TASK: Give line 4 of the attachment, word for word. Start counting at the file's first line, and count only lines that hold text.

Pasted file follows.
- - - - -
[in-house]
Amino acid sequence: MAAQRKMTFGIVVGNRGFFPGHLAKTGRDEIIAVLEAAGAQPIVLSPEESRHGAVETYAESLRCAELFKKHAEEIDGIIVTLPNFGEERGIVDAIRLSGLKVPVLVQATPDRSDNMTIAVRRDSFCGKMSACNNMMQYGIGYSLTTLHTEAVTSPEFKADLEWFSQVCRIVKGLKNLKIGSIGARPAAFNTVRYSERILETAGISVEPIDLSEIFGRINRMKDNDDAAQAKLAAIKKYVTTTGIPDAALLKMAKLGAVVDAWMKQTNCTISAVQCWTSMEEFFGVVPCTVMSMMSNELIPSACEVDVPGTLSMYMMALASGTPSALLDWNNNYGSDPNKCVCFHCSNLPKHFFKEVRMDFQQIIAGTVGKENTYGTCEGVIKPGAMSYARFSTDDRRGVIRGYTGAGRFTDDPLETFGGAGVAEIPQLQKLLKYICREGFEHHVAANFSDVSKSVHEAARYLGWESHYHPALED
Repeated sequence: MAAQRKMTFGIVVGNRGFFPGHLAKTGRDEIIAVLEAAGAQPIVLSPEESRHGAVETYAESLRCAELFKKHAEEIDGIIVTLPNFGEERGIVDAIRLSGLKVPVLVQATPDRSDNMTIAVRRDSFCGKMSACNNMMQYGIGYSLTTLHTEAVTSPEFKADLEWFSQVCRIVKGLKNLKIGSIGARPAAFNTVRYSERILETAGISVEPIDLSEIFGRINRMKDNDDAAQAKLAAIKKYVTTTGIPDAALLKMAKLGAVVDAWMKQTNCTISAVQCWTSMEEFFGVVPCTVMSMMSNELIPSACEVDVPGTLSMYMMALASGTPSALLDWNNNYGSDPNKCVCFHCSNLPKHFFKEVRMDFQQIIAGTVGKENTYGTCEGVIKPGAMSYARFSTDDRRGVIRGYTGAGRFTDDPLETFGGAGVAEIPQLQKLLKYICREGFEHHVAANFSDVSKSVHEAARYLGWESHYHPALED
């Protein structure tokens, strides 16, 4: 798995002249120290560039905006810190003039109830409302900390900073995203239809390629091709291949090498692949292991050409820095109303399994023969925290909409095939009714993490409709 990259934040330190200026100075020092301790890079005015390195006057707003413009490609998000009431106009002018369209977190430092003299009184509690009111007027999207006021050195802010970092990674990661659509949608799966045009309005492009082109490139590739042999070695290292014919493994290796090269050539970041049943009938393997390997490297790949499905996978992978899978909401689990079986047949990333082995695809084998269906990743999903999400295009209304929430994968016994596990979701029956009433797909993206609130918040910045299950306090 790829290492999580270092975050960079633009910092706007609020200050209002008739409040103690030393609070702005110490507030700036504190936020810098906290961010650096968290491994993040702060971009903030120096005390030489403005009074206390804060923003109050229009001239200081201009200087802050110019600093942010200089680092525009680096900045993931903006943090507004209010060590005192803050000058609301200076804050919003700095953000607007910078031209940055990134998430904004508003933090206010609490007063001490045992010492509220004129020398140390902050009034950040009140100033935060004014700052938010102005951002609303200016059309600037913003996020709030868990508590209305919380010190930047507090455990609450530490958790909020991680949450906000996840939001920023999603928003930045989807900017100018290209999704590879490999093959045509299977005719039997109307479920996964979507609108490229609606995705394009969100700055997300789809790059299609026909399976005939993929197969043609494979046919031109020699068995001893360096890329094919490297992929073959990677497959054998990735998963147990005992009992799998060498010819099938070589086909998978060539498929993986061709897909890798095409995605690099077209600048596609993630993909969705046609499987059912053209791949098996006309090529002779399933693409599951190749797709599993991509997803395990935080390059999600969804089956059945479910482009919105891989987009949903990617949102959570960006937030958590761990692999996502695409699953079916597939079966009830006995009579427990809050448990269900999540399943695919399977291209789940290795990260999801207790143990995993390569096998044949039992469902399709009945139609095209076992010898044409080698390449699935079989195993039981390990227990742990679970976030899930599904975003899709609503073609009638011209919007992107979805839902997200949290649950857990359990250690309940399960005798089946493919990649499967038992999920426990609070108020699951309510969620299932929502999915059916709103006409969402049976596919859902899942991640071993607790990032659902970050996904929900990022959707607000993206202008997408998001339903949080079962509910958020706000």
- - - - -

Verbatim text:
């Protein structure tokens, strides 16, 4: 798995002249120290560039905006810190003039109830409302900390900073995203239809390629091709291949090498692949292991050409820095109303399994023969925290909409095939009714993490409709 990259934040330190200026100075020092301790890079005015390195006057707003413009490609998000009431106009002018369209977190430092003299009184509690009111007027999207006021050195802010970092990674990661659509949608799966045009309005492009082109490139590739042999070695290292014919493994290796090269050539970041049943009938393997390997490297790949499905996978992978899978909401689990079986047949990333082995695809084998269906990743999903999400295009209304929430994968016994596990979701029956009433797909993206609130918040910045299950306090 790829290492999580270092975050960079633009910092706007609020200050209002008739409040103690030393609070702005110490507030700036504190936020810098906290961010650096968290491994993040702060971009903030120096005390030489403005009074206390804060923003109050229009001239200081201009200087802050110019600093942010200089680092525009680096900045993931903006943090507004209010060590005192803050000058609301200076804050919003700095953000607007910078031209940055990134998430904004508003933090206010609490007063001490045992010492509220004129020398140390902050009034950040009140100033935060004014700052938010102005951002609303200016059309600037913003996020709030868990508590209305919380010190930047507090455990609450530490958790909020991680949450906000996840939001920023999603928003930045989807900017100018290209999704590879490999093959045509299977005719039997109307479920996964979507609108490229609606995705394009969100700055997300789809790059299609026909399976005939993929197969043609494979046919031109020699068995001893360096890329094919490297992929073959990677497959054998990735998963147990005992009992799998060498010819099938070589086909998978060539498929993986061709897909890798095409995605690099077209600048596609993630993909969705046609499987059912053209791949098996006309090529002779399933693409599951190749797709599993991509997803395990935080390059999600969804089956059945479910482009919105891989987009949903990617949102959570960006937030958590761990692999996502695409699953079916597939079966009830006995009579427990809050448990269900999540399943695919399977291209789940290795990260999801207790143990995993390569096998044949039992469902399709009945139609095209076992010898044409080698390449699935079989195993039981390990227990742990679970976030899930599904975003899709609503073609009638011209919007992107979805839902997200949290649950857990359990250690309940399960005798089946493919990649499967038992999920426990609070108020699951309510969620299932929502999915059916709103006409969402049976596919859902899942991640071993607790990032659902970050996904929900990022959707607000993206202008997408998001339903949080079962509910958020706000």